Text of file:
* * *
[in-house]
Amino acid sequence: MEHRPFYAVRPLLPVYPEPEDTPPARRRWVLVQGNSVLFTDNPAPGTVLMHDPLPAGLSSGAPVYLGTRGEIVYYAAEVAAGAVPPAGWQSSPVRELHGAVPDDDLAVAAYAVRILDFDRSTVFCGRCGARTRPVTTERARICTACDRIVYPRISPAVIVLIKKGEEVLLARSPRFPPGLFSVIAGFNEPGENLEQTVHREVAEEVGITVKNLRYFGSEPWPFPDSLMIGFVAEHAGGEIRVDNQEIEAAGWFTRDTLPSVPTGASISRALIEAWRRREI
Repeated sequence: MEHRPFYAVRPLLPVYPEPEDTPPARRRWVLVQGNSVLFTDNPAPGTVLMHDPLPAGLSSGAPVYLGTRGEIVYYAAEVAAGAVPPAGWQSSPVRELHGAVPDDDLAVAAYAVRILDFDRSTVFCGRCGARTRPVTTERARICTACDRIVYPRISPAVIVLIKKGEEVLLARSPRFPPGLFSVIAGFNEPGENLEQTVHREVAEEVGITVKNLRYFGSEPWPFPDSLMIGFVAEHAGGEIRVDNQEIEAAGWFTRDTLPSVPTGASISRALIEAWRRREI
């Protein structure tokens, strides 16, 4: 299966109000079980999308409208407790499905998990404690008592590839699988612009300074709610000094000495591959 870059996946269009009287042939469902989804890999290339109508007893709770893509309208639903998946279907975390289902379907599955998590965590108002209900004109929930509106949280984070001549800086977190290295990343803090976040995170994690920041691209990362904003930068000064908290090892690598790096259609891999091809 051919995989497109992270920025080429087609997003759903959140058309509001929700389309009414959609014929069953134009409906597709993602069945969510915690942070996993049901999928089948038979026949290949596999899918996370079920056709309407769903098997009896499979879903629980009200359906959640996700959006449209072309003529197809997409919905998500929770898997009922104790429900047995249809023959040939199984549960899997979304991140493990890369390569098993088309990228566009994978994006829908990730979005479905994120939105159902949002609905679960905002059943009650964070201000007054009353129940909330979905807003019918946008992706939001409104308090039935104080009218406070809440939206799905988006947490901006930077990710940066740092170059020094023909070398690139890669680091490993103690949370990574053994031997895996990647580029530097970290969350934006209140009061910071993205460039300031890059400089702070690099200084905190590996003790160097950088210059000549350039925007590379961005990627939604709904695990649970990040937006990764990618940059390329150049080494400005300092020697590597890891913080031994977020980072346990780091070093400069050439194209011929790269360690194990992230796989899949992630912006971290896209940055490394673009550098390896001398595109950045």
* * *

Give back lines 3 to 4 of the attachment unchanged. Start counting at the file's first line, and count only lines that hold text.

Repeated sequence: MEHRPFYAVRPLLPVYPEPEDTPPARRRWVLVQGNSVLFTDNPAPGTVLMHDPLPAGLSSGAPVYLGTRGEIVYYAAEVAAGAVPPAGWQSSPVRELHGAVPDDDLAVAAYAVRILDFDRSTVFCGRCGARTRPVTTERARICTACDRIVYPRISPAVIVLIKKGEEVLLARSPRFPPGLFSVIAGFNEPGENLEQTVHREVAEEVGITVKNLRYFGSEPWPFPDSLMIGFVAEHAGGEIRVDNQEIEAAGWFTRDTLPSVPTGASISRALIEAWRRREI
């Protein structure tokens, strides 16, 4: 299966109000079980999308409208407790499905998990404690008592590839699988612009300074709610000094000495591959 870059996946269009009287042939469902989804890999290339109508007893709770893509309208639903998946279907975390289902379907599955998590965590108002209900004109929930509106949280984070001549800086977190290295990343803090976040995170994690920041691209990362904003930068000064908290090892690598790096259609891999091809 051919995989497109992270920025080429087609997003759903959140058309509001929700389309009414959609014929069953134009409906597709993602069945969510915690942070996993049901999928089948038979026949290949596999899918996370079920056709309407769903098997009896499979879903629980009200359906959640996700959006449209072309003529197809997409919905998500929770898997009922104790429900047995249809023959040939199984549960899997979304991140493990890369390569098993088309990228566009994978994006829908990730979005479905994120939105159902949002609905679960905002059943009650964070201000007054009353129940909330979905807003019918946008992706939001409104308090039935104080009218406070809440939206799905988006947490901006930077990710940066740092170059020094023909070398690139890669680091490993103690949370990574053994031997895996990647580029530097970290969350934006209140009061910071993205460039300031890059400089702070690099200084905190590996003790160097950088210059000549350039925007590379961005990627939604709904695990649970990040937006990764990618940059390329150049080494400005300092020697590597890891913080031994977020980072346990780091070093400069050439194209011929790269360690194990992230796989899949992630912006971290896209940055490394673009550098390896001398595109950045």